to-morrow. This applies to economic policy as well.


Owing to the sense of security induced by a long
period of peaceful prosperity, we are more inclined
than is good for us, to make our arrangements with
regard to economic matters as if this peace would

Agriculture in Time of War 267

be permanent. Even if we had not been threatened
with war during the last decades we must realise that
there is no such thing as permanent peace, and must
remember ^loltke's words: "Permanent peace is a
dream, and not even a beautiful one. But war is an
essential element of God's scheme of the world."

There is no part of public or private life that would
be untouched by war. But the effects of war are
most directly felt and most palpable in economic mat-
ters. The results of a war, be it successful or un-
successful, put in the shade the results of even the
most serious economic crisis. Economic policy must
foster peaceful development ; but it must keep in view
the possibility of war, and, for this reason above all,
must be agrarian in the best sense of the word.

As in time of war, industry is dependent on the
buying power of agriculture, the productive power of
agriculture is a vital question for the whole nation.
There are parties and groups representing certain
economic interests which demand that the Govern-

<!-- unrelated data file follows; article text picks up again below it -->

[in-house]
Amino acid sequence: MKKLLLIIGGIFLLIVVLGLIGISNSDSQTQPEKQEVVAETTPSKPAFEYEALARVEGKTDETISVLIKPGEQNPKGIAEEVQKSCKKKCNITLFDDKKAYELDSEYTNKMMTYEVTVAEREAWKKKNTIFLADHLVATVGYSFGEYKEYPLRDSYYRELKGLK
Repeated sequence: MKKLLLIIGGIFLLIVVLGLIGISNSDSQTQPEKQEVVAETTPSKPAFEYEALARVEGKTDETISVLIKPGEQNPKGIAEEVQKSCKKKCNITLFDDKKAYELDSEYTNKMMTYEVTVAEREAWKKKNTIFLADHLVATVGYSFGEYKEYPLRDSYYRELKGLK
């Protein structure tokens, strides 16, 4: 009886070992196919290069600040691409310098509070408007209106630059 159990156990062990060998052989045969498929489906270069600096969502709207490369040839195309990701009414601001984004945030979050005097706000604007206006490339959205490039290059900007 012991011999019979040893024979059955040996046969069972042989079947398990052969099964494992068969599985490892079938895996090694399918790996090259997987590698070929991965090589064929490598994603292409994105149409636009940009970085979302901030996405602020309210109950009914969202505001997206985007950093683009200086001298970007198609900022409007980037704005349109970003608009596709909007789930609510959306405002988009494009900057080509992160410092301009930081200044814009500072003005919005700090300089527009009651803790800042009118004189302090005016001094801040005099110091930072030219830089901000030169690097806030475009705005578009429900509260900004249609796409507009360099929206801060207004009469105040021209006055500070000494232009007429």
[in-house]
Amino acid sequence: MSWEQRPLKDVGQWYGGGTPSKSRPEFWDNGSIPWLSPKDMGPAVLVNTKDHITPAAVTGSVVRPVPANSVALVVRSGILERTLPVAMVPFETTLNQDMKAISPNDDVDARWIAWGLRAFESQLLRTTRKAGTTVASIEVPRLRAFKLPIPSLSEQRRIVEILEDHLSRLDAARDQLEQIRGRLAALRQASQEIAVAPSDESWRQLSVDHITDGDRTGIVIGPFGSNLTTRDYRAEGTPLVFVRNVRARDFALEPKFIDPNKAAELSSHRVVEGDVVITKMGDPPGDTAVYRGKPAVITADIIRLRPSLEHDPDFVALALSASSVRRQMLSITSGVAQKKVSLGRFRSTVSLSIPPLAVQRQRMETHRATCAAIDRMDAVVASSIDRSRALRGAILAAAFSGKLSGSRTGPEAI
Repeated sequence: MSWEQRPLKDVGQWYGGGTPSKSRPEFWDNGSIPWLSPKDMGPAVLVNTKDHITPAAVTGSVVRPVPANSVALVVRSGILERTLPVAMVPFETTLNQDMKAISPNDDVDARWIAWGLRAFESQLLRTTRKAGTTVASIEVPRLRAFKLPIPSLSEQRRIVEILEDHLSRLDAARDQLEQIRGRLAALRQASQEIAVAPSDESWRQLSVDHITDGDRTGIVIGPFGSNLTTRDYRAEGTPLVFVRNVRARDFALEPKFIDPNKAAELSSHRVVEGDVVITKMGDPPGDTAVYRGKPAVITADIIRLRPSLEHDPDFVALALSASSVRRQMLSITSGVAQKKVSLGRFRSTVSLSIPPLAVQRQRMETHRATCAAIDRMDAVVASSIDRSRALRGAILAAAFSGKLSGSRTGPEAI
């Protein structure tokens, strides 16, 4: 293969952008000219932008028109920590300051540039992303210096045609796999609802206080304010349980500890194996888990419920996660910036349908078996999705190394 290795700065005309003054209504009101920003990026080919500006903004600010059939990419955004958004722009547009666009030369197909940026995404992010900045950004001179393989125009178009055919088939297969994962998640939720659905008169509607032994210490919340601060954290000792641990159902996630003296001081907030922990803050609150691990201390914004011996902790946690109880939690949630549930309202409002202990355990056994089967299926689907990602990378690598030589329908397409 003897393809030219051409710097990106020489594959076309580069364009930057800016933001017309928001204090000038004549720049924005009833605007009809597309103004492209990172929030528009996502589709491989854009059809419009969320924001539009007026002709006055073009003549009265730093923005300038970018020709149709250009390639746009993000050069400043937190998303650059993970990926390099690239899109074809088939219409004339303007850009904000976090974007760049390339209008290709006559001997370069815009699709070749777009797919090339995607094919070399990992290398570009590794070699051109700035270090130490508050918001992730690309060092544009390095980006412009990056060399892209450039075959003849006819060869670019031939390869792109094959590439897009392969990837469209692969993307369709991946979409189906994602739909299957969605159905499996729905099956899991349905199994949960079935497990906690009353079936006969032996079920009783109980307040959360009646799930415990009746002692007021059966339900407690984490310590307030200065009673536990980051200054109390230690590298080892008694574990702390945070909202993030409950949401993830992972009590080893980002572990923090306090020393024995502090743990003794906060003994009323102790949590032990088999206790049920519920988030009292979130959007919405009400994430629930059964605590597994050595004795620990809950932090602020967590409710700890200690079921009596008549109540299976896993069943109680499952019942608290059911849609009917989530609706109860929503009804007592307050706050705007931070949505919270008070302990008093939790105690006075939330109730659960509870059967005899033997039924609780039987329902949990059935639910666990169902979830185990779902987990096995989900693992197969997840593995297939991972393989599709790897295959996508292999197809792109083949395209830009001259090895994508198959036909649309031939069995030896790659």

ment shall place a very small duty on agricultural
products from abroad, particularly the most impor-
tant, corn and meat, or even let them in duty free, so
that the price of comestibles, under the pressure of
foreign competition, may be kept low, and thus the

268 Imperial Germany

industrial workman's expenses of living may be re-
duced. They want to base all economic policy on an
imaginary permanent peace. Our agriculture, which
has to compete, so far as wages are concerned, with
the high wages paid by industrial concerns, which has
to employ the most modern and expensive machinery
in order to pursue intensive culture on soil that has
been tilled for centuries, is absolutely unable to pro-
duce at the same price as the large, young agricultural
countries, which work virgin soil and pay small wages.
Our agriculture needs a protective tariff. Im-
ported agricultural products must have a sufficiently
heavy duty imposed on them to prevent the foreign
supply from falling below a price at which our home
agriculture can make a fair profit. The reduction
of agrarian duties at the time of Caprivi's commer-
cial policy, brought about a crisis in our agriculture
which it was only able to weather by dint of working
with stubborn energy, and hoping for a complete
change of tariff arrangements within a short time.
If we sacrificed the protective tariff on agricultural
products in order to lower the cost of living by means
of cheap imports, the danger would arise that agricul-
tural work would grow more and more unprofitable,
and would have to be given up to a greater and greater

Agriculture In Time of War 269

extent. We should go the way England has gone.
During the time when there were strained rela-